I'm not 100 percent sure when LaVar Ball first started making headlines, but it feels like we've gotten about 10 years worth of content from him by now. I say that because, just off the top of my head, he's generated eyeballs and website hits for: selling exorbitantly priced shoes, making it into NBA 2K18, getting his own Facebook reality show, saying he could beat Michael Jordan (though he's kidding, people!), getting into it with a ref over some bullshit at an amateur contest, being the subject of a diss track from Shaq, getting into a beef with Joel Embiid, making an appearance on WWE Raw, and telling Kristine Leahy to "stay in your lane."

That all happened in the past four months.

Furthermore (and more relevantly to this topic), the elder Ball has previously spoken out about Lonzo's "slow white" teammates at UCLA, claimed that he's better than already established stars (Stephen Curry), and insisted that Steve Nash was "too short and slow" to mentor his son.

Despite all this, and a lot more, Lonzo Ball doesn't think that his old man will be a distraction with his Lakers teammates once the actual season tips off next month. "Nah. Speaking for my teammates, they already know how he is so it’s never been a problem, and I don’t think it’s going to be a problem," he told NBC Sports.

He went on to explain that the aforementioned Ball in the Family reality show has altered how people look at his family. "I think they’re already seeing it because I get a lot of feedback on the show, and a lot more people are seeing the person that he really is," he said. "I’m happy for him, I’m happy people get to see the person I have known my whole life."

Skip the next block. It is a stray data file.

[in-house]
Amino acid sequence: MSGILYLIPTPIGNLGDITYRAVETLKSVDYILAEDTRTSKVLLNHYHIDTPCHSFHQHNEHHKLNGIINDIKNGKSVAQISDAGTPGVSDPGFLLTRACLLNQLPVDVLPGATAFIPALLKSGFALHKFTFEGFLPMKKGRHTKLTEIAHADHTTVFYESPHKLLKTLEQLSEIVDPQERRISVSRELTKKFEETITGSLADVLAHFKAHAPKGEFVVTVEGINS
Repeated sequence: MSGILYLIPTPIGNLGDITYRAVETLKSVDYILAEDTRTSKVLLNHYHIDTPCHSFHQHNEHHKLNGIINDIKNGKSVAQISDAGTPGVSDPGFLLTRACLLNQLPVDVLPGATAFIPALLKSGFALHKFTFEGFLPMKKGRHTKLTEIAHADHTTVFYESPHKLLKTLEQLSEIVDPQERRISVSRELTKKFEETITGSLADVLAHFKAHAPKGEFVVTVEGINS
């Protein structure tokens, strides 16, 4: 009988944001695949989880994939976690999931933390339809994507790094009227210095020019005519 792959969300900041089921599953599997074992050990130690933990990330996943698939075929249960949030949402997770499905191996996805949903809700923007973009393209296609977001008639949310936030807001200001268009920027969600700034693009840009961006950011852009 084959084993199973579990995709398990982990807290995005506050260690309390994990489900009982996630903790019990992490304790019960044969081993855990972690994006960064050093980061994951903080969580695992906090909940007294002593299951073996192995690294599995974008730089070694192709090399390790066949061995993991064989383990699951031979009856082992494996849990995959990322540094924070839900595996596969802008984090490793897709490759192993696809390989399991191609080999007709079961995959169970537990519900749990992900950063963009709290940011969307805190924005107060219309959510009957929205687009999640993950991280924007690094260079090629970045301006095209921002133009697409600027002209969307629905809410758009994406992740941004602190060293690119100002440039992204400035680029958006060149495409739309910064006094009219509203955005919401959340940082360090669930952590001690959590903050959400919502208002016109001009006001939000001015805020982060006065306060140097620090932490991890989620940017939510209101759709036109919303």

Ball made this prediction even though his own coach, Luke Walton, admitted that his teammates tried to "make [his] life hell" because of his own outspoken father, Hall of Famer Bill, when he came into the league with the Lakers back in 2003.

Lonzo also seemed to disagree with his dad on how much he can learn from Nash. "He’s an MVP, you know, one of the best point guards who ever played, so anything that he taught me is definitely useful," he said about the eight-time All-Star. "And just that one day alone I learned a lot about coming off a screen, guarding, there’s a lot of stuff he helped and I appreciate him taking time out of his day to do that because I know he didn’t have to.

"We talked about nutrition, keeping your body right in the training room and stuff, lifting weights the right way, so he helped me on more things than just basketball," Ball continued. "He helped me with my all around game… speaking for myself, I haven’t really taken care of my body like that before because I didn’t have to. Hearing it from him, it definitely made a lot of sense and I’m looking forward to adding that to my daily routine."

Maybe things will work out, but we won't know until someone shoves a microphone in LaVar's face when the Lakers start off 6-12. But other players around the league? That's probably what the rookie should be worried about.

Should be entertaining for the rest of us.